Money is nothing without my husband

"I WOULD give back every penny if it meant I could have my husband back" – Those were the words of the wife of Derek Mayes, the trucker who could be awarded a six figure settlement following an horrific accident at Felixstowe Port.

"I WOULD give back every penny if it meant I could have my husband back" – Those were the words of the wife of Derek Mayes, the trucker who could be awarded a six figure settlement following an horrific accident at Felixstowe Port.

Derek, 65, suffered severe brain damage following the accident almost five years ago when his lorry was picked up by a crane at the port and he fell more than 20 feet to the floor.

Today Ann Mayes told how their once normal lives had been destroyed by the accident, which almost killed her husband.

She also spoke about the couple's anger and bitterness that Felixstowe Dock and Railway Company has failed to accept liability for the accident.


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Doctors only gave Derek up to 48 hours to live when he was thrown from his lorry cab that had remained attached to the container being lifted by the crane - but he fought back and survived.

However he has been left severely brain damaged and needs constant care and support from those around him.

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At a hearing at London's Law Courts yesterday Mr Mayes was promised a settlement that could be around £250,000.

Ann said she was pleased that the settlement had been offered but it would never bring her husband back.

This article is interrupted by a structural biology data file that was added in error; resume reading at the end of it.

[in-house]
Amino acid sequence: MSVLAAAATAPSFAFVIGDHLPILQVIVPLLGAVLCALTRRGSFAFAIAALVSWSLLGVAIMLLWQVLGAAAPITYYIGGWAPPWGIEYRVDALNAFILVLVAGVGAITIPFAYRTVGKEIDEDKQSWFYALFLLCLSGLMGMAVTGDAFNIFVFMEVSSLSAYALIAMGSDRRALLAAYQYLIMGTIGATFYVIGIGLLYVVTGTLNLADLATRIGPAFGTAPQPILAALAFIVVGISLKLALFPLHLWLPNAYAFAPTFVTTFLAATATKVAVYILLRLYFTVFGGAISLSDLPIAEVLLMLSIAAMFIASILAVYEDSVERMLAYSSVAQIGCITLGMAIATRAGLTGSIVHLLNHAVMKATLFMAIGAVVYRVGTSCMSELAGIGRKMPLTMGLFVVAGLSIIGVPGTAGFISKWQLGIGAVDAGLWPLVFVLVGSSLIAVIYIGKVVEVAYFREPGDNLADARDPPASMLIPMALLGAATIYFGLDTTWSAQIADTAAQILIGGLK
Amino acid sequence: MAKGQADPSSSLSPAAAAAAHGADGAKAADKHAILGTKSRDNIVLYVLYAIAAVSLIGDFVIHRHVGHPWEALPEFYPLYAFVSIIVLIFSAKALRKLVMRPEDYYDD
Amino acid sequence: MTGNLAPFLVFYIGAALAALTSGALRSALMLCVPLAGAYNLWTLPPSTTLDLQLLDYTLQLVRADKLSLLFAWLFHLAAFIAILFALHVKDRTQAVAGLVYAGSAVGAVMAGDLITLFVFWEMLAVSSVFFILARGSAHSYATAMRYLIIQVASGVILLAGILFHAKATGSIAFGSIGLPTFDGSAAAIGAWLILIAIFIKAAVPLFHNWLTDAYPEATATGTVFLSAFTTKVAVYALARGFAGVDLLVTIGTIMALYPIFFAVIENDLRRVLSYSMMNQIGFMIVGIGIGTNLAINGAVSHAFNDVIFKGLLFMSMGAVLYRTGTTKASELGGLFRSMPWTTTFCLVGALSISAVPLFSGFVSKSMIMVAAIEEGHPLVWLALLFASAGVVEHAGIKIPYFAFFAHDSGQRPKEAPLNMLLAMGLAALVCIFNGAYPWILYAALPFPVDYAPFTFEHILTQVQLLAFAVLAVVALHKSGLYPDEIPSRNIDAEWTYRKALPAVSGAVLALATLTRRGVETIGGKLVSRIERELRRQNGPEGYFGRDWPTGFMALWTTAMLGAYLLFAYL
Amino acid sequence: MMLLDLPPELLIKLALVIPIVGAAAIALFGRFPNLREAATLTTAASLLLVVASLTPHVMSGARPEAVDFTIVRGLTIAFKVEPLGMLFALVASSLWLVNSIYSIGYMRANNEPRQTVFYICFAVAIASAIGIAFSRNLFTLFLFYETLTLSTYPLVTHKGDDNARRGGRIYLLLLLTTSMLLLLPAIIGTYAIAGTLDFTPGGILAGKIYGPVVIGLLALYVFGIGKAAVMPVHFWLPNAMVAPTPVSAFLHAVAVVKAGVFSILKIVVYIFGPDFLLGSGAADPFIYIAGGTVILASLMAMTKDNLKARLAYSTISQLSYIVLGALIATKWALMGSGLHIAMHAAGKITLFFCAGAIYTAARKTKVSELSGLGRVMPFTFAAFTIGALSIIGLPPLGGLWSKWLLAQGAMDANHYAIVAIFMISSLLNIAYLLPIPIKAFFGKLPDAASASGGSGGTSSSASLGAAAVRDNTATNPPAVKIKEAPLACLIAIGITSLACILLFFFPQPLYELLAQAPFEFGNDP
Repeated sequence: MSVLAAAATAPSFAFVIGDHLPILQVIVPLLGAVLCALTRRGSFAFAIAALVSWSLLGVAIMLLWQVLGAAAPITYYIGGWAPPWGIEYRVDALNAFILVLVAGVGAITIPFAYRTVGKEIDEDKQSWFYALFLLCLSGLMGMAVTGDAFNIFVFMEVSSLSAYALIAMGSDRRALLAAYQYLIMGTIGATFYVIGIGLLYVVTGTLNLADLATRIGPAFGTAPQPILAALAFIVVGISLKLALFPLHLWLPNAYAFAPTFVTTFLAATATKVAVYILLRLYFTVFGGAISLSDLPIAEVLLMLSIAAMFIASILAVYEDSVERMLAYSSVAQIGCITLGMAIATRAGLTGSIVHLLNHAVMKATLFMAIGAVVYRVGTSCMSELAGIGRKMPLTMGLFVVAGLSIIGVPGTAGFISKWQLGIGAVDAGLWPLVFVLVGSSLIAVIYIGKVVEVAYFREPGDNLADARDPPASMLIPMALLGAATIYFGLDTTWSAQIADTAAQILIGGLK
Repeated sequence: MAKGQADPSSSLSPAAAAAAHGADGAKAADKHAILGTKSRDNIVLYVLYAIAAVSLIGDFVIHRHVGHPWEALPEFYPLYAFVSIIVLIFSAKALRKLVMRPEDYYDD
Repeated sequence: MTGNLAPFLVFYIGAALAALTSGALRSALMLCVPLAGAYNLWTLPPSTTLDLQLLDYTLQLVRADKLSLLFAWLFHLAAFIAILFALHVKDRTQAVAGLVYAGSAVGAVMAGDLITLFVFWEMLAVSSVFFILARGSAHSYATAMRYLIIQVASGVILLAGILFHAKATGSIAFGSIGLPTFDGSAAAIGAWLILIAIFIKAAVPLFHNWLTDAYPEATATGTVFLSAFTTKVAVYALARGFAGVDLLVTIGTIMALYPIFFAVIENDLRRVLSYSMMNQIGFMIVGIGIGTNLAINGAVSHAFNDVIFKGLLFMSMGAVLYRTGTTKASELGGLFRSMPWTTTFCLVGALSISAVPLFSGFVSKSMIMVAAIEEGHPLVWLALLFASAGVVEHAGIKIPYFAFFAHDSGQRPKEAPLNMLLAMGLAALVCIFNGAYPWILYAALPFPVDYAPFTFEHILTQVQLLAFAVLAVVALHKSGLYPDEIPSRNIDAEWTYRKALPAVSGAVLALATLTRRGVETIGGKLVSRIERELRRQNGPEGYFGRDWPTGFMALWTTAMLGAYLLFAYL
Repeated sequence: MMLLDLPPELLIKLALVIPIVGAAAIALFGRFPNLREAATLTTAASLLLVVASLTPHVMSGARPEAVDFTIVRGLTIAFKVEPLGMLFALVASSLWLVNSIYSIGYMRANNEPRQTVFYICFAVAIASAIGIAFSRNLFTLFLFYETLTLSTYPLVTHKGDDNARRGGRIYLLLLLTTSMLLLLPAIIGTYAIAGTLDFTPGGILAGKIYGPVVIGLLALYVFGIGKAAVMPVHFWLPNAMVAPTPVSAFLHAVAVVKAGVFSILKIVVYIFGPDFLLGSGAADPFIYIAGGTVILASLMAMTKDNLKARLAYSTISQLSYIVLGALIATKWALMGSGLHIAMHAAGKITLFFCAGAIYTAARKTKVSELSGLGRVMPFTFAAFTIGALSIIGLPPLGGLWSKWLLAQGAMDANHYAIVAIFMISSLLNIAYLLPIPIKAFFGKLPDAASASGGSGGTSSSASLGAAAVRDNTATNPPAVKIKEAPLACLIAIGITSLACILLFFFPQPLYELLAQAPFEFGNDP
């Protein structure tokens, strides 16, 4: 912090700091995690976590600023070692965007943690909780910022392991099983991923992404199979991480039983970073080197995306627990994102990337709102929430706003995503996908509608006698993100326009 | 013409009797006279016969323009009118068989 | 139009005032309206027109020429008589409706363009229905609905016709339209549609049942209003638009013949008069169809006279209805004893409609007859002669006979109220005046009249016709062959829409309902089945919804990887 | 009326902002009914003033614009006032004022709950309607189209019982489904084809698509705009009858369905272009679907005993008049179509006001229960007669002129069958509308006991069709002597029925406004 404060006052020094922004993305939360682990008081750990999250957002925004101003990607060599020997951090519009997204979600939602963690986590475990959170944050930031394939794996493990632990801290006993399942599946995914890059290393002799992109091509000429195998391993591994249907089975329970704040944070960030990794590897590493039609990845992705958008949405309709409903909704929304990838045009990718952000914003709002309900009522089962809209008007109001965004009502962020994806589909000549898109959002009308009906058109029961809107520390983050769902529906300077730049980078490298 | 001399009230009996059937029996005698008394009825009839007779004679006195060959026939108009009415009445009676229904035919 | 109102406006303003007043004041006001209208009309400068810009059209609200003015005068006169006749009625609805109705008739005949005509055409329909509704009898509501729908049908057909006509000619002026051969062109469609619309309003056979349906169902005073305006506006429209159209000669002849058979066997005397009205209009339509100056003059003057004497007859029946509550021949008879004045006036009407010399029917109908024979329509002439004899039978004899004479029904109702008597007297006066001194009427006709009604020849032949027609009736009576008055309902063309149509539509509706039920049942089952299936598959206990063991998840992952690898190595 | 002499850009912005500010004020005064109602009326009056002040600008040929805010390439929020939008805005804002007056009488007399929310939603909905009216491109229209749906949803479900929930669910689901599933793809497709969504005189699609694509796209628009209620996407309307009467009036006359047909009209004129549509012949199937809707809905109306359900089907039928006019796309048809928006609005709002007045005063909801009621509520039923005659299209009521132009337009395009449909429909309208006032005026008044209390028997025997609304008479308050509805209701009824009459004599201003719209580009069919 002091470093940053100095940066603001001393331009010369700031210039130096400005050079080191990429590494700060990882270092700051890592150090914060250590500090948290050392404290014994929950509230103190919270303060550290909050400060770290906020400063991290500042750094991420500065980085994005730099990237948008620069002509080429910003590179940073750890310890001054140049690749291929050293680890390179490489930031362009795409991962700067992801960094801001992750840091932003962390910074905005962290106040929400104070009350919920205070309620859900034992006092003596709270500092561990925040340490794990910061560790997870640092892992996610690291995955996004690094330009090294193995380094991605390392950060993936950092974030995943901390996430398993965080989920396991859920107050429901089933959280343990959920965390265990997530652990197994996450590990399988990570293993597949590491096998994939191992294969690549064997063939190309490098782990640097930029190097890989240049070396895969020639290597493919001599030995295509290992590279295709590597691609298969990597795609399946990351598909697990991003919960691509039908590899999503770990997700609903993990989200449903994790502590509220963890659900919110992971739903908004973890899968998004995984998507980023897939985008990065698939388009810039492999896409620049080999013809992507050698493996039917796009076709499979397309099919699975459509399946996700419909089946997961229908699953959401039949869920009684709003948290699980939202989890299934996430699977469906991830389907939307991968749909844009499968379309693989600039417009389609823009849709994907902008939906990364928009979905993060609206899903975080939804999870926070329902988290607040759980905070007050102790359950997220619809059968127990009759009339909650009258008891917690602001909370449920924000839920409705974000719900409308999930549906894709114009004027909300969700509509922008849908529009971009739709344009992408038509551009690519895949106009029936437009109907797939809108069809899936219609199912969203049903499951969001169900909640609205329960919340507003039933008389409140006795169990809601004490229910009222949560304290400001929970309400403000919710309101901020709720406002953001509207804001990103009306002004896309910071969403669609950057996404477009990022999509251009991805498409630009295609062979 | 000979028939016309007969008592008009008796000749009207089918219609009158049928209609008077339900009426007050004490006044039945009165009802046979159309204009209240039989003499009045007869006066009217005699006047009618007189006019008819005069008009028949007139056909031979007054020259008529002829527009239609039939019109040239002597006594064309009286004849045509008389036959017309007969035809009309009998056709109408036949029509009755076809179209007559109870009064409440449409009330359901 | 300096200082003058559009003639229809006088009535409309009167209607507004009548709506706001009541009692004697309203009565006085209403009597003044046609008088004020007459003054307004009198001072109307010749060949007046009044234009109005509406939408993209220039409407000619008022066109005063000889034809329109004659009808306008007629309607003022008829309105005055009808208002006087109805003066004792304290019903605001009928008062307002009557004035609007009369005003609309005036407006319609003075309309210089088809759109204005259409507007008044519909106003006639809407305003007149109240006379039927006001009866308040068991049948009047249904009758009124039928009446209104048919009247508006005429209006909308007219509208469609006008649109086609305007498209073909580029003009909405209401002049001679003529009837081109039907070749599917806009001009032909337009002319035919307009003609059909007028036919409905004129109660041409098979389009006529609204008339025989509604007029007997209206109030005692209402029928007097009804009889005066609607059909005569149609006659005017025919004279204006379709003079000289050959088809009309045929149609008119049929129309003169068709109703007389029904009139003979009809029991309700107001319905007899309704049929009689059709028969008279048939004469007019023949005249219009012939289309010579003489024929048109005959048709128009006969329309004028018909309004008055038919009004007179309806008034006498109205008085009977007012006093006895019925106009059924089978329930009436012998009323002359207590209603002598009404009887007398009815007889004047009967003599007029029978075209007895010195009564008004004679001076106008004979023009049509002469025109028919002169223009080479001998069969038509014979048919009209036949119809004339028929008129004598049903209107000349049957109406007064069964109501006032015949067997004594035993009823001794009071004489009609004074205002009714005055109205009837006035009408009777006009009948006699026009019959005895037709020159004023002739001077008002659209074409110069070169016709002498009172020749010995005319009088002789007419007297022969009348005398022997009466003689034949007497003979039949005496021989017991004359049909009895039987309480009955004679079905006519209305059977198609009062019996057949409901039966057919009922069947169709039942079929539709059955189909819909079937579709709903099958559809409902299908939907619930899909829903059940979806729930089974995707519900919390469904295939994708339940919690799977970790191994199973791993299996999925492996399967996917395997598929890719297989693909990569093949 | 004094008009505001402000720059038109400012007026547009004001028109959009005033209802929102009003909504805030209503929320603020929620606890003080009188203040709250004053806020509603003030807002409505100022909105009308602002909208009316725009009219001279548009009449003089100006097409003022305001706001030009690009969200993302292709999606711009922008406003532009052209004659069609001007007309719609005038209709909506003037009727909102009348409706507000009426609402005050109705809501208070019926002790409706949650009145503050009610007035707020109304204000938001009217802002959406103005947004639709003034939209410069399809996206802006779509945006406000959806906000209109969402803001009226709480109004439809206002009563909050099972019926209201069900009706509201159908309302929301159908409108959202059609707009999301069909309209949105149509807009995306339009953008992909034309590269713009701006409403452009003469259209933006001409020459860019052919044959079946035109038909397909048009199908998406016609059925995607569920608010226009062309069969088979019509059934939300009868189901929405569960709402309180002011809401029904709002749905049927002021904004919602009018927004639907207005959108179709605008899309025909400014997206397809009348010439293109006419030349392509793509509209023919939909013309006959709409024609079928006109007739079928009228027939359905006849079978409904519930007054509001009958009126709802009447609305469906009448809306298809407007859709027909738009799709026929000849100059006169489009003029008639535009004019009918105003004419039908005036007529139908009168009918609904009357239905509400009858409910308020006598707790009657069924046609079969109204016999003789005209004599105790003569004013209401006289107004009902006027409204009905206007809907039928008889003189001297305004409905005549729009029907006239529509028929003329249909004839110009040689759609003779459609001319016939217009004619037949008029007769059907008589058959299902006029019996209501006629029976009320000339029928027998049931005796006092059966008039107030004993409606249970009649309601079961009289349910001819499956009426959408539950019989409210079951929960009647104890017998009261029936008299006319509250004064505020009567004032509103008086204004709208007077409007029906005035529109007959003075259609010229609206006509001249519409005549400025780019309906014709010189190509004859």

To a stranger, Derek does not look any different to anyone else and can hold a conversation but Ann knows it is not the same man she married.

With tears in her eyes she said: "I don't know that gentleman sitting on the chair.

"I have lost my husband, my best friend and my companion."

Ann is a constant carer for Derek who would not bath, dress or do anything unless he was told. He constantly follows her around.

She has five daughters who think the world of him, but it upsets her when she sees their grandchildren try to play with their grandad and he cannot reciprocate or gets grumpy with them.

The only thing that has kept her going is the love she feels for her husband.

She said: "I have to keep going. If I did not do it they would put him away and he could not cope with that.

"It is the love and support of his family that has kept him going."

Derek had been a lorry driver since 1960, after completing two years of National Service when he was a physical training instructor.

He told how it was his dream to be a lorry driver, travelling the country – but now that has been taken away from him.

His head injury has left him unable to drive or ride a bike and he finds it difficult to concentrate on conversations.

He said: "I see lorries going up and down the A14 and I think that should be me in there earning the pennies."

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